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Cut-On Lapels on Full Dress


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#91 Jake K

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Posted 06 February 2011 - 12:47 AM

I have an question concerning that statement.

If you use midnight blue cloth should you also use midnight blue satin lapels? Never seen that before but would possibly look better, would it not?


Man, is midnight blue satin or satin grosgrain hard to find, but I have some. In my view, though, traditional "black" facings look just fine, even good. I would call that the "norm". I.e. midnight blue barathea with black silk facings, either satin or grosgrain. Of course, this is just what we Yanks refer to as a "tuxedo". I'm definitely open to the forum's opinion on this.
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#92 Kerry

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Posted 06 February 2011 - 12:59 AM

Man, is midnight blue satin or satin grosgrain hard to find, but I have some. In my view, though, traditional "black" facings look just fine, even good. I would call that the "norm". I.e. midnight blue barathea with black silk facings, either satin or grosgrain. Of course, this is just what we Yanks refer to as a "tuxedo". I'm definitely open to the forum's opinion on this.


RJW stock both satin and grosgrain in midnight blue.

#93 MANSIE WAUCH

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Posted 06 February 2011 - 04:34 AM

Pfff... Monkey is easy. Chimp might not be that hard either. Now, think orang outang. There's a challenge :Big Grin:
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Now that fellow could wear one of my suits, apart from the long arms. (I would have to shorten mine for him!)


Hang on! Is that a female?

Edited by MANSIE WAUCH, 06 February 2011 - 04:34 AM.


#94 Nishijin

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Posted 06 February 2011 - 04:42 AM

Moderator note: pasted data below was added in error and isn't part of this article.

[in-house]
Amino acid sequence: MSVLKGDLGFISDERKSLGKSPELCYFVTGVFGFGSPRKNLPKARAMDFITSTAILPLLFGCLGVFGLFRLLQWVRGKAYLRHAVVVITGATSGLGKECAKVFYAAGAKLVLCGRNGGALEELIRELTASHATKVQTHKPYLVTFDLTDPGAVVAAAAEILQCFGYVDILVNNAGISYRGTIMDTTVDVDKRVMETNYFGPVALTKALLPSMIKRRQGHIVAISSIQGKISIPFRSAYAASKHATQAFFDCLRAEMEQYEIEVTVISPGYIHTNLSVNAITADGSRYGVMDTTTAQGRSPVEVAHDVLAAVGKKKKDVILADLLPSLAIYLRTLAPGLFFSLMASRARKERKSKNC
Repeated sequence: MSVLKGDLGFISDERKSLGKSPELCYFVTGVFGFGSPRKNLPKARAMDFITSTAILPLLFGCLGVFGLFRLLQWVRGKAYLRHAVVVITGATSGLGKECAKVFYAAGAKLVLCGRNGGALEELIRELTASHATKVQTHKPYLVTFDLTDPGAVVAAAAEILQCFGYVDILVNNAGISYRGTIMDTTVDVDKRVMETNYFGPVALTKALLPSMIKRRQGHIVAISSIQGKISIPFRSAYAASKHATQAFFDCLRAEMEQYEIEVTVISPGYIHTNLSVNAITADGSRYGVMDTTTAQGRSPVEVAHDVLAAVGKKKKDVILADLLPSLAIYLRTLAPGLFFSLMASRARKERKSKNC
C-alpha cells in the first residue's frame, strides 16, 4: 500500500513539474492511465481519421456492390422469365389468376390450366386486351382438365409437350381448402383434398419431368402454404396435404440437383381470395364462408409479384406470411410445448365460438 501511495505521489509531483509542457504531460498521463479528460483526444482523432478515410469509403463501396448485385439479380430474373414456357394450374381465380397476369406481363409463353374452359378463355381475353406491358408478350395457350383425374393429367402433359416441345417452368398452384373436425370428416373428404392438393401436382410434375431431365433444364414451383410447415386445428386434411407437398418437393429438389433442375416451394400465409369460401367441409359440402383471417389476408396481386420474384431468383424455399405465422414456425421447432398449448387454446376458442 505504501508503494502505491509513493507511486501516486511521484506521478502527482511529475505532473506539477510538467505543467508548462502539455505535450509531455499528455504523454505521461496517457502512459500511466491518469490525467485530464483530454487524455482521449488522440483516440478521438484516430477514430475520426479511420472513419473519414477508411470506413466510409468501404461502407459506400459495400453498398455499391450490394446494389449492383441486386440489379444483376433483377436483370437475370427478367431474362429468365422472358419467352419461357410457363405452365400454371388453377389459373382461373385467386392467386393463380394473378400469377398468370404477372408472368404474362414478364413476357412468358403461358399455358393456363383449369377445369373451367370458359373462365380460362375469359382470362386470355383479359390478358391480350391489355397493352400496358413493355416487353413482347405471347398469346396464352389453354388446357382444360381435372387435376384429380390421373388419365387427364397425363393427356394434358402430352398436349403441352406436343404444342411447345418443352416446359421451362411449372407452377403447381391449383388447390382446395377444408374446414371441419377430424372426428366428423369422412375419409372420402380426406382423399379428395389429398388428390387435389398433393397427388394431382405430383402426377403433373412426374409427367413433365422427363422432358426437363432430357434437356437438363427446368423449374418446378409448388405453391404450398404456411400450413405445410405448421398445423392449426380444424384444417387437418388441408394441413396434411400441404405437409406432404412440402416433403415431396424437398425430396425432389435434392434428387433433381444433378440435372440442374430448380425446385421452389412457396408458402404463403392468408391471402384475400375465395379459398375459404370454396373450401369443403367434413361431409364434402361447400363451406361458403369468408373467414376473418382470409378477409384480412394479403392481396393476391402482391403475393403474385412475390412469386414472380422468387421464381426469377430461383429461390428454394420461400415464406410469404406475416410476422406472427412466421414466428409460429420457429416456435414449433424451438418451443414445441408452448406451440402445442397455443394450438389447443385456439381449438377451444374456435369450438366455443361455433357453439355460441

Hang on! Is that a female?


It seams to be, yes. Hadn't paid attention when I borrowed the picture. Anyway, male orang have male boobs too. They have as much skin as a bodybuilder who lost his muscles (though they may have the muscles hidden under all that skin).
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#95 Jake K

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Posted 06 February 2011 - 05:18 AM

RJW stock both satin and grosgrain in midnight blue.


yep. that's what took me a while to find :)
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#96 Noble Savage

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Posted 06 February 2011 - 06:58 AM

midnight blue satin or satin grosgrain


What do you think about the other weaves?

Edited by Noble Savage, 06 February 2011 - 07:00 AM.


#97 greger

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Posted 06 February 2011 - 08:51 AM

Nishijin, Your to limiting about clothes of the past. People can invent reason for todays past so it doesn't really fall into a study of history. Everything doesn't fall between history and costume. The reenactment of the Civil War times, here in the US, is more for fun than historical research. Those clothes are made by the millions.


Sato, The word distinguish is a good word to use. Steam-punk is not at all even remotely the same as a gentleman who would like to wear something from the past that he thinks will fit into the occasion that he is wearing it for. The purpose of going to a tailor is so that he can adapt it for how he wants it to be for today. In other words, not necessary an exact copy of the past, but sometimes best to grab from the past and adapt than grabbing from the new and adapting to whatever the person wants. If you look at enough pictures from even as far back as the 1840 you once in awhile see that some tailors were skilled well beyond their peers and their clothes could easily fit into todays world. Trying to turn an A student into a C student isn't progress. Through out the years once in awhile I go to a library and look up books on famous men and look at their clothes, some of the pictures would be portrait, so you don't see much below the collar. Do you have any idea how many ways there are to make a normal regular collar for SB-DB coats? This dress coat at the local museum that was on display for a couple decades., (until I bring a camera, then its gone) custom made, the sleeve cap was like none other I have ever seen. It is a very very different sleeve cap. That coat then and now is a work of art and would fit into any white tie event today. Can't say the other white tie garments on display beside it would fit in so well with todays clothes, but who ever made that coat was not an ordinary tailor. My point is to push excellence and not mediocrity. To make garments that transcend the date and time they are made for, as the coat mentioned above, is what every tailor should strive for. Therefore, you can sometimes easily grab from the past and make for today. When a customer comes in to the tailor he may have a very different want than what the tailor perceive or could even imagine on his own. Anyway, there are some old tailors who have been taught this line of thinking and are very shrewd with it and they are the ones that should write the lessons.